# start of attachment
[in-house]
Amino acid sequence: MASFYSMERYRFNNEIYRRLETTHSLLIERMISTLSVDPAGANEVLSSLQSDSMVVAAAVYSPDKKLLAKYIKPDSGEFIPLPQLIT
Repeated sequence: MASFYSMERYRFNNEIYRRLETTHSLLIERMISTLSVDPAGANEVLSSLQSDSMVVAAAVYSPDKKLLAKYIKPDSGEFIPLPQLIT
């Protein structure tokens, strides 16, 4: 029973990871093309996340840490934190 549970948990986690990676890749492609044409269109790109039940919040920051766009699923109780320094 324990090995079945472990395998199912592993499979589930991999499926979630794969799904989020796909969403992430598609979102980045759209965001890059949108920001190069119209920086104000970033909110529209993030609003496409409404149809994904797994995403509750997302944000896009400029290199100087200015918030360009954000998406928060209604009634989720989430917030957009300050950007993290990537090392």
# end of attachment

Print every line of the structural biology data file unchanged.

[in-house]
Amino acid sequence: MASFYSMERYRFNNEIYRRLETTHSLLIERMISTLSVDPAGANEVLSSLQSDSMVVAAAVYSPDKKLLAKYIKPDSGEFIPLPQLIT
Repeated sequence: MASFYSMERYRFNNEIYRRLETTHSLLIERMISTLSVDPAGANEVLSSLQSDSMVVAAAVYSPDKKLLAKYIKPDSGEFIPLPQLIT
């Protein structure tokens, strides 16, 4: 029973990871093309996340840490934190 549970948990986690990676890749492609044409269109790109039940919040920051766009699923109780320094 324990090995079945472990395998199912592993499979589930991999499926979630794969799904989020796909969403992430598609979102980045759209965001890059949108920001190069119209920086104000970033909110529209993030609003496409409404149809994904797994995403509750997302944000896009400029290199100087200015918030360009954000998406928060209604009634989720989430917030957009300050950007993290990537090392």